Kwanzaa Culinarians

Recipes and Food Stories from the African Diaspora

Kujichagulia: Honoring Potlikker to Reclaim Traditional Foodways and Ourselves

Southern Style Collard Greens. Photo by

Kujichagulia: Self-Determination, Speaking for yourself and making choices that benefit the community

At the farmers market, it’s not unusual for a customer to pick up a vegetable and ask, “What do you do with this?” For the times that I’ve been in earshot, the item in question is a leafy green like kale or a root vegetable like celeriac. Most times, it’s another customer, or me, who will chime in and run off a laundry list of ways to cook that one thing, both inspiring and overwhelming the newbie.

My favorite question to answer, and also the one I’m most bothered by, is what to do with collard greens. Living in NYC, I expect most Northern U.S. or foreign-born residents to be clueless when it comes to this broad-leafed, Vitamin K-rich Brassica, but I am always dismayed when I hear a U.S. American of African descent express unfamiliarity or a negative association with its traditional Southern U.S.-style of preparation, especially those of Southern heritage.

Collard Greens

On several occasions, I’ve overheard someone tell another customer how “unnecessary” and “unhealthy” it is to cook collard greens down in a pot of water. I’ve heard others say they were taught to prepare it that way, not fully understanding why, and always throwing out the liquid. That last part stings, because it signals we may be losing our culinary history. It tells me that mothers and grandmothers are no longer in the kitchen with their daughters and granddaughters, passing down the “hows” and “whys” of our traditional foodways.

Yes, you can eat collard greens raw. No, you don’t have to cook collard greens for several hours; sautéing them in butter or oil is fine. But there’s a reason why they’re traditionally prepared that way, and I encourage you to experiment with several cooking techniques to discover your favorite way to prepare and eat them.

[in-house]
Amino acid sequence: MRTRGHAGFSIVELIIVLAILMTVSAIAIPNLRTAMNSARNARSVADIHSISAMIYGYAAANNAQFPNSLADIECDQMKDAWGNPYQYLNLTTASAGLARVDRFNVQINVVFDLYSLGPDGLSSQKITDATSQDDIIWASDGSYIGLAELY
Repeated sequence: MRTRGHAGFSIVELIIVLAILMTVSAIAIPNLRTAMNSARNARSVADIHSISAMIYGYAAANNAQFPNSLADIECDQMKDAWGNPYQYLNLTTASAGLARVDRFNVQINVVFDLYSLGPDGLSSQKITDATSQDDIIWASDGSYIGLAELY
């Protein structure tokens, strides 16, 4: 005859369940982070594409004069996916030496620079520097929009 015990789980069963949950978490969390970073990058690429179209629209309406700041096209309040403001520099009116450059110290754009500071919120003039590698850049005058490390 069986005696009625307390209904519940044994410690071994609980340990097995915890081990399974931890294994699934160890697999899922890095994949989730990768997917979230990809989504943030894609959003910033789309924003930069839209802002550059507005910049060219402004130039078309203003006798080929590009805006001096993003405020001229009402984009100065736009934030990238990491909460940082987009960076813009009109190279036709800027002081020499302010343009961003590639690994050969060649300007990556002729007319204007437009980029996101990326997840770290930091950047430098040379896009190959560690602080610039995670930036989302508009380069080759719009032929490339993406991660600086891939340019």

Contemporary interpretations of soul food, a label only recently applied to black Southern foods and traditions (the term soul food first appeared during the black power movement of the 1960s) often present a menu of highly processed and deep-fried animal-based foods, but traditional Southern U.S. diets were largely plant-based, whole food dishes made from scratch, with meat and fish served up on the weekend. Historically, meat came from animals raised onsite or from neighbors.

Collard greens, a staple of Southern U.S. cuisine, but originating in the eastern Mediterranean, are also found in the side dishes of Brazilian, Portuguese, Pakistani, and Indian cuisines. In Southern U.S. tradition, it is simmered for several hours in a large pot of water with some kind of bone-in meat, usually pork, either smoked or salted, such as ham hocks, knuckles, neckbones, and fatback, in addition to a proprietary seasoning blend of salt, pepper, and other herbs or spices. The result is tender greens in a nutrient dense broth commonly referred to as potlikker (pot liquor).

Potlikker has many uses, including being sopped up with homemade cornbread, bottled up for drinking later (a popular meal replacement for sharecroppers), managing colic in babies or relieving symptoms of the common cold.

In the interest of time, whenever I prepare collard greens during a cooking demo, I marinate or sauté them. As I talk about the benefits of collard greens, I make sure that one of the takeaways from my demo is an understanding of the tradition of preparing collard greens, including the long-standing tradition of preparing collard greens, alongside black-eyed peas during New Year’s Eve to manifest wealth and prosperity in the coming year. Beyond the plate, food is intrinsically linked to the culture and identity of a people. When we lose our traditional foodways, we inevitably lose a part of ourselves.

Recipes to Try:
Southern-Style Collard Greens by

Melissa Danielle works to empower people and communities around self-health, traditional foodways, and food sovereignty as a health coach and community food systems consultant. Based in Brooklyn, NY, Melissa facilitates workshops throughout NYC and the country. She resides online at, on Facebook at Honeybee Holistic and on Twitter at HoneybHolistic.

About Sanura

Art Director/Senior Graphic Designer at Food Writer at

One comment on “Kujichagulia: Honoring Potlikker to Reclaim Traditional Foodways and Ourselves

  1. Pingback: Kujichagulia: Honoring Potlikker to Reclaim Traditional Foodways and Ourselves | eat your fucking vegetables.

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Learn more about Kwanzaa

The word "Kwanzaa" comes from the phrase, "matunda ya kwanza" which means "first-fruits." Kwanzaa's extra "a" evolved as a result of a particular history of the Organization Us. It was clone as an expression of African values in order to inspire the creativity of our children. In the early days of Us, there were seven children who each wanted to represent a letter of Kwanzaa. Since kwanza (first) has only six letters, we added an extra "a" to make it seven, thus creating "Kwanzaa." To learn more about Kwanzaa, visit the Official Kwanzaa Website.

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